We wanted to differentiation ourselves from all that and go in the opposite direction, where games are allowed to be whimsical and fun. Not just adrenaline-fueled escapist fantasies for pre-pubescent boys. So we came up with an old school point & click adventure game, made by hand from materials such as clay and cardboard.
That was as far away from Modern Honor as we could come.
7. All right, as far as I understand it, you've worked on animated TV series and Erik has managed a commercial stop-motion studio. Is there any chance we could get a little bit more background on your history with the esoteric art of claymation? In other words, we'd like a little bit of background on the two of you.
I met Erik at an animation school in Visby, Sweden. We both liked things like Cronenberg and Burroughs and immediately hit it off. After school we got separated for a while. He went off to learn the arcane art of stop-motion and ended up setting up his own animation studio with four other guys. I got a job designing locations for various animated TV-series and peddled my firm buns to ad agencies around northern Europe.
We kept contact over the years and always talked about how fun it would be to work on something again. But the opportunity never arose, until one day when we were both just fed up with whatever menial jobs we held at that stage. We discussed how fun it would be to get back to the crazy old days, when you just did something for the heck of it, out of sheer passion. We started talking about building a world by hand â€“ something tangible, as opposed to pixels and polygons. To get our hands dirty with paint and clay, to be kids again.
The more we talked about it, the more it stuck. Erik did some test builds to convince me that sets could be constructed relatively fast, and the test images he sent over just held a world of potential in them. They were dirty and imperfect in a way I had really missed. In games they usually just slap a crud decal on the walls to make it dirty, but you donâ€™t buy it. It doesn't look proper dirty. It looks like a decal. Erik's little simple test sets were proper dirty and I immediately fell in love with them.
So we both resigned. Erik acquired some grant money so we could buy some equipment so we could start working on the game. That was two years ago and I can't exactly say itâ€™s been smooth sailing all the way. But for an inherently autistic project that makes absolutely no business sense, it's actually gone surprisingly well.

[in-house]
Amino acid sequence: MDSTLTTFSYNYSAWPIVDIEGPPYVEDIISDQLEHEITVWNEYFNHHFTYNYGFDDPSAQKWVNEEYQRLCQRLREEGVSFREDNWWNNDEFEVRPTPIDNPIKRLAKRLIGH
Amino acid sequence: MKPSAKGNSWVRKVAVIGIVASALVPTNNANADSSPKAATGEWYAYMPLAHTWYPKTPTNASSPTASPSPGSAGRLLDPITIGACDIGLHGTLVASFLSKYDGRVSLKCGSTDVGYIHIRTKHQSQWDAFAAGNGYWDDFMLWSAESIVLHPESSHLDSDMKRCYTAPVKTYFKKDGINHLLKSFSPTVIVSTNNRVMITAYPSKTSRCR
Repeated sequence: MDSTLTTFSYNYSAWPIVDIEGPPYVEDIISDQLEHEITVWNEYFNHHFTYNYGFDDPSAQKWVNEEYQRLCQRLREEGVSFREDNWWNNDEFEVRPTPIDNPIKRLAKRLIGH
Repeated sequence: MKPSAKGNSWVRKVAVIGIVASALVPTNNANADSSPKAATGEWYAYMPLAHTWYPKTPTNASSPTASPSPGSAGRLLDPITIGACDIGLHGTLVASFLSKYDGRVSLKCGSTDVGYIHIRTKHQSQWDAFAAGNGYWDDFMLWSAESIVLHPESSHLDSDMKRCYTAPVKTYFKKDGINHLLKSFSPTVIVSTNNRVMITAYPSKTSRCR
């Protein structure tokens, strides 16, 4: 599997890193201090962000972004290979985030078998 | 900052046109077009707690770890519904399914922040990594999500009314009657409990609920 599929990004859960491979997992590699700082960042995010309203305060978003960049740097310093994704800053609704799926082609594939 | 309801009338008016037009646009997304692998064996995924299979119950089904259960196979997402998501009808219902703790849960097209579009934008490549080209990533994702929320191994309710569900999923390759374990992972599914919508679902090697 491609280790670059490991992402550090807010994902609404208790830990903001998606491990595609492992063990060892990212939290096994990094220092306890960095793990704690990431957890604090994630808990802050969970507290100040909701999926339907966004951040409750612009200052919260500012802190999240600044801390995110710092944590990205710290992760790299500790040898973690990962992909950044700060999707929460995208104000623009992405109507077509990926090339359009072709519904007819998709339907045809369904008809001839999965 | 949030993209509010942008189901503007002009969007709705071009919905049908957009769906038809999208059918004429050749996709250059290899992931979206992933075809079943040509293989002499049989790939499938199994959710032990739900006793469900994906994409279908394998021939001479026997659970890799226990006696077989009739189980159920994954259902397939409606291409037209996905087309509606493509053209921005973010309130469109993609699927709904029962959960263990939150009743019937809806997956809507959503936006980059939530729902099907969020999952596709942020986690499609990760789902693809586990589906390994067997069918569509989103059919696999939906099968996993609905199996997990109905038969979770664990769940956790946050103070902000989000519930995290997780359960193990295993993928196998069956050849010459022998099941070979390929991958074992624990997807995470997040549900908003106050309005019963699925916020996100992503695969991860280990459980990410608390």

We're very grateful for that.
8. There are a few more installments left in the Dream Machine series. After you're done with that, what do you both plan to do? Any hints as to what your next piece of intellectual property might be?
I can't say too much about that, but we have a pretty clear idea of what we want to do after this. Hopefully, if enough people buy The Dream Machine, we get to keep working on this type of games.
Iâ€™m sorry I can't reveal more about the content or setting but itâ€™s not even in pre-production so it will change a lot anyway.
It has angels in it.
9. Lastly, here's a rather generic but rather important question out there: what's your advice to aspiring game developers out there?
If it's your first game, start very small. Make a game youâ€™d like to play yourself. A basic understanding of how programming works never hurts, even if youâ€™re an artist. Play test early and often. Donâ€™t skimp on sound design. Don't be shy to market your game, otherwise no one will find about it. Keep your integrity if you can. The platform isnâ€™t the message â€“ the content is the message â€“ who cares what ugly plastic box it plays on?! And always answer interview questions with long ranty replies.
People love that.Stay tuned! With the International Games Festival 2011 awards ceremony drifting ever close, we have more interviews and coverage in store.
Those of you who might be interested in sampling The Dream Machine can go to their website here and check it out. Unless I'm mistaken, the first installment is free: http://www.thedreammachine.se/